The wackiest of unclaimed airline luggage over the last 50 years

Slide 1 of 18: What does a unicycle, a camera from Nasa 's space shuttle and a shrunken head all have in common? Bizarrely, they are all items lost by airline passengers that, because they remained unclaimed, were sent by carriers to be resold by the Unclaimed Baggage Center - a 40,000-square-foot store in Scottsboro, Alabama, that houses millions of orphaned objects. Here are some of the most bizarre items the company , which started in 1970, has ever processed...
Slide 2 of 18: ALUMINIZED FIRE SUIT: The Unclaimed Baggage Center says one of its 'hot' finds was a shiny, silver aluminized fire suit used to shield firefighters from ambient heat. They are traditionally either used in factories (approach suits), aircraft fires (proximity suits), and situations where a firefighter must be fully engulfed in flames (entry suits).
Slide 3 of 18: DUNG CHEN FROM TIBET: In 2002, a ten-foot-long Tibetan dung chen - a ceremonial horn that's often used in religious rituals - arrived at the Unclaimed Baggage Center. The company says: 'They're well-known for their low powerful notes that resemble an elephant's call. 'Historically, the dung chen was often given as a political gift by the Chinese to impress bordering nations. The dung chen is collapsible for easy storage and travel.'
Slide 4 of 18: SHRUNKEN HEADS: Unclaimed Baggage says it has received several shrunken heads over the years, including one that served as decoration on a medicine-man stick. It is unsure where this bizarre item came from but notes: 'Headhunting has been documented only in the Amazon rainforest's northwestern region (Ecuador and Peru). Tribes such as the Aguaruna, Huambisa, Achuar and Shuar have been known to shrink and collect human heads.'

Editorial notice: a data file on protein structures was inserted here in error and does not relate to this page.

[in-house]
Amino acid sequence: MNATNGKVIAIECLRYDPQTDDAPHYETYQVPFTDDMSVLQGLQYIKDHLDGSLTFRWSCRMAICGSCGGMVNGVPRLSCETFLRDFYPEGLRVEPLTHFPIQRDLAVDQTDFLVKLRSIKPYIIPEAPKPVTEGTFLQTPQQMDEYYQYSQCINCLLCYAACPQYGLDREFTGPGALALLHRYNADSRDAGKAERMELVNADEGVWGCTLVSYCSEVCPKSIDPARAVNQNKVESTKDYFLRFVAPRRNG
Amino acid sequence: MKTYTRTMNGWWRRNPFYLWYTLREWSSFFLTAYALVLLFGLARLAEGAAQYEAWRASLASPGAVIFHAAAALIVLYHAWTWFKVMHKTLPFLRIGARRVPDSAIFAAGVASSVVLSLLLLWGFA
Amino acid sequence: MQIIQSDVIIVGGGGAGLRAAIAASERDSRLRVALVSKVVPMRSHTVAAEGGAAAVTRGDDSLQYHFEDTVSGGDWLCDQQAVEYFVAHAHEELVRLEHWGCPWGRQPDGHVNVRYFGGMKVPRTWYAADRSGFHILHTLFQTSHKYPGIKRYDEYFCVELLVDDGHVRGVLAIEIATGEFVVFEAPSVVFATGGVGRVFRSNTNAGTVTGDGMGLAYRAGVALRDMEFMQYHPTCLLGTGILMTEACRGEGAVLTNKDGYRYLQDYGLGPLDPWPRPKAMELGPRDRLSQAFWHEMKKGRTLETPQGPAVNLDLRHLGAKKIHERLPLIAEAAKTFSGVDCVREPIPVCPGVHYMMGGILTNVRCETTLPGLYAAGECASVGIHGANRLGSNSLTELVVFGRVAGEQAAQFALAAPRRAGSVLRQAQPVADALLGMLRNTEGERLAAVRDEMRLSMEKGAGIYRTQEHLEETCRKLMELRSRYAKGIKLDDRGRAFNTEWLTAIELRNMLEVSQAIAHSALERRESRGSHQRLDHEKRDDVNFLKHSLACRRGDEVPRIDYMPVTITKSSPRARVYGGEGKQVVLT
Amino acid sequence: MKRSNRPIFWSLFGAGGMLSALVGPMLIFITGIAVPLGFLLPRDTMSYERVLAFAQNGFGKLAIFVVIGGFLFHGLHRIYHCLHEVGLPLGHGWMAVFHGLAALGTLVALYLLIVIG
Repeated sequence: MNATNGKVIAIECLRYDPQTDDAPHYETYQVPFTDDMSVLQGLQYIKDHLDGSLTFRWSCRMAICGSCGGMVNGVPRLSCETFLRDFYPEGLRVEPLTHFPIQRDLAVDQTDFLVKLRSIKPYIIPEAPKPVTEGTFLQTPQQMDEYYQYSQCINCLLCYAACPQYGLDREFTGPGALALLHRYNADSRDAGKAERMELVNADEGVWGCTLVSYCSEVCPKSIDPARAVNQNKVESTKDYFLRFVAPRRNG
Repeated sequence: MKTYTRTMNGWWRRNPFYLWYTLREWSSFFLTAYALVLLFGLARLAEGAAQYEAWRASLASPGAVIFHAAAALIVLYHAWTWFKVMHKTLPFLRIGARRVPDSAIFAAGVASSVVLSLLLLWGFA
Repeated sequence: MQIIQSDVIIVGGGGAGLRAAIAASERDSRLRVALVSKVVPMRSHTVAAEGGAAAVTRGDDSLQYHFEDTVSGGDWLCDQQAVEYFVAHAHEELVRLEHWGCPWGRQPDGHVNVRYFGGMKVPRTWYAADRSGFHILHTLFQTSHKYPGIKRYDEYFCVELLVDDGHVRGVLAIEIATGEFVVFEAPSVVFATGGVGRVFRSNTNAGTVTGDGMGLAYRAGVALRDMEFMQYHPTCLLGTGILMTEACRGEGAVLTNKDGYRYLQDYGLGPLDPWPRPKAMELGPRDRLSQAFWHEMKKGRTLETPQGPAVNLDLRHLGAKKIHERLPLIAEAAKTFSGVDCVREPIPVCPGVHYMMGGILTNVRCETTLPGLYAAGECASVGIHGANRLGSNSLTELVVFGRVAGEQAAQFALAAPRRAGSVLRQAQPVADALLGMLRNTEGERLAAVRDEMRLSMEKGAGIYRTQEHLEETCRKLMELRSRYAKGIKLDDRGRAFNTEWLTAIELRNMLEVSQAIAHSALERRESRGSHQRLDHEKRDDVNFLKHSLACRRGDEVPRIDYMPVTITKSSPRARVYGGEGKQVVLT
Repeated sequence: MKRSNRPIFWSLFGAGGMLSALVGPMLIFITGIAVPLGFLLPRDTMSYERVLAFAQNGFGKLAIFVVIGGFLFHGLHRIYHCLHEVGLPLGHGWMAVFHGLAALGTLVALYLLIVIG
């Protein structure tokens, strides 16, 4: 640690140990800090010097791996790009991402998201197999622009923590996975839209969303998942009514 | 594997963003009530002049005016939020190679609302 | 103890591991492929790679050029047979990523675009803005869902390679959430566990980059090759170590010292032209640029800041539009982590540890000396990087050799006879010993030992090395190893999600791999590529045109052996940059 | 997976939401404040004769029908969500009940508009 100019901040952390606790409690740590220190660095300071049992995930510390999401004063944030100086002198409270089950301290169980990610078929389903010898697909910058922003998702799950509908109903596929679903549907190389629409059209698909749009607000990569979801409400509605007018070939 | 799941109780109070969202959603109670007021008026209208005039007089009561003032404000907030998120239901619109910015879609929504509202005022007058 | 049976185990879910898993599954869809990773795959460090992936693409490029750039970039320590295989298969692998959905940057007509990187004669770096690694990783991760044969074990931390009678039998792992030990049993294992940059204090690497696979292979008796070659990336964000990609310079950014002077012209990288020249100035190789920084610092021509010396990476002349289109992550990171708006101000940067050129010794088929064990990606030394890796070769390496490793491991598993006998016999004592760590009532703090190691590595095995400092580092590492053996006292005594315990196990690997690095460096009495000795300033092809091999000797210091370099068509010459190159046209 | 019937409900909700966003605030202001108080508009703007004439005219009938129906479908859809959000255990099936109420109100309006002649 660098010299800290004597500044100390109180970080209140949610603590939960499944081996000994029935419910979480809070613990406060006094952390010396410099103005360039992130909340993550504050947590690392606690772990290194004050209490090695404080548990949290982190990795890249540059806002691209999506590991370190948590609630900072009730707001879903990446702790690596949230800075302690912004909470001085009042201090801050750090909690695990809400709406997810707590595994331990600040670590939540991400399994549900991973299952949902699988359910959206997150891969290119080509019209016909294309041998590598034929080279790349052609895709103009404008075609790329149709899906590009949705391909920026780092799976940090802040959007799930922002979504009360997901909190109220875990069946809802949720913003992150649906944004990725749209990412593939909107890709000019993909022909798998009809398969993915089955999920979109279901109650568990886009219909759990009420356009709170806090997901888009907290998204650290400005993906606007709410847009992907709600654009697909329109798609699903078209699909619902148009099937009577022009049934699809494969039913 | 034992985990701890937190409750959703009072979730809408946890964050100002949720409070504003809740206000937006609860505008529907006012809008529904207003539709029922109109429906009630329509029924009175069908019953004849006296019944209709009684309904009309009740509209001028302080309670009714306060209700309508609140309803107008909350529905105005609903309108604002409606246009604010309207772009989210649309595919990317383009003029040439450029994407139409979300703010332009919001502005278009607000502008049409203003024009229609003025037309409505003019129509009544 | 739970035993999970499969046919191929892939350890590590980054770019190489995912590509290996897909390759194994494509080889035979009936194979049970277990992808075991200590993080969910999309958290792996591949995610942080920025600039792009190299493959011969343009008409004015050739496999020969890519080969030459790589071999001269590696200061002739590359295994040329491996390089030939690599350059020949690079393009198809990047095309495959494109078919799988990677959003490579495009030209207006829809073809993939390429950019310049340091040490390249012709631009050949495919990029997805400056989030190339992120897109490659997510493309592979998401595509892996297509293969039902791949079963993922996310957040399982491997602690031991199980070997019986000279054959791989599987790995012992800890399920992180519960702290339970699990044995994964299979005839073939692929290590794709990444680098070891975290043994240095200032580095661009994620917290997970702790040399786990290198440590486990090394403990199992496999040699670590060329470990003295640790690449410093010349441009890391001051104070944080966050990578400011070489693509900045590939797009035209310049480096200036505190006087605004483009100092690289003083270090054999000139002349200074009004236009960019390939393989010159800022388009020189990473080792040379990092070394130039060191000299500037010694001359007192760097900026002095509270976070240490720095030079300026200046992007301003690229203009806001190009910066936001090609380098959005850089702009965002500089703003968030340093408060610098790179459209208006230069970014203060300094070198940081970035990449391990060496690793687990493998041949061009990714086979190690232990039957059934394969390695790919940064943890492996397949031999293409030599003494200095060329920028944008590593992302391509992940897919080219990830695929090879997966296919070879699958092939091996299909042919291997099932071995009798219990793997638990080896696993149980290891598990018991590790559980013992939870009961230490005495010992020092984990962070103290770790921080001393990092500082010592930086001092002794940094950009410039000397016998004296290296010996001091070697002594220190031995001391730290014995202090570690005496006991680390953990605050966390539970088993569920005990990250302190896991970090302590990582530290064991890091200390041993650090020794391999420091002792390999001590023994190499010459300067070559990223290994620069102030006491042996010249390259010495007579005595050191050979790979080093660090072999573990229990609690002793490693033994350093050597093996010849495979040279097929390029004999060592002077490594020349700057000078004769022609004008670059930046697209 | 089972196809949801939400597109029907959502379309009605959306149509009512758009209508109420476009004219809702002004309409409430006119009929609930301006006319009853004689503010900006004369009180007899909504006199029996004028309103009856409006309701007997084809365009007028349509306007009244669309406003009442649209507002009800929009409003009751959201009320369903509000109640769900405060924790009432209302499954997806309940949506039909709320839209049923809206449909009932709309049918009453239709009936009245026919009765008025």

Slide 5 of 18: EGYPTIAN BURIAL MASK: One of the most 'unique and incredible finds' is an Egyptian burial mask. The company reveals that the antique 'arrived in a well-travelled Gucci suitcase that was filled with artefacts from the time of Moses - about 1500 BC'. The find went on to be sold through a specialist sale at Christie's auction house in New York City.
Slide 6 of 18: 'FLIRTING' FAN FROM THE 1800s: A 'beautiful', hand-painted 'flirting fan' from the Victorian period once turned up at Unclaimed Baggage. Gilded in gold and reinforced with intricately-carved bone, ladies throughout Europe used these fans to subtly communicate with men at social gatherings from the 16th to 19th centuries. The company adds: 'A small "flirting mirror" in the fan's top right corner allowed a lady to discreetly see whether her flutters were achieving the desired effect.'
Slide 7 of 18: HOGGLE FROM LABYRINTH One of Unclaimed Baggage's most well-known finds was a four-foot-tall goblin puppet known as Hoggle, a key character from the Jim Henson fantasy film Labyrinth. The character arrived at Unclaimed Baggage in a deteriorated condition, with the company noting that the materials used to build him 'weren’t meant to last long-term'. He was 'lovingly restored' by doll artist Gary Sowatzka and the puppet now resides in the Unclaimed Baggage store entryway, where he 'greets thousands of guests every year.'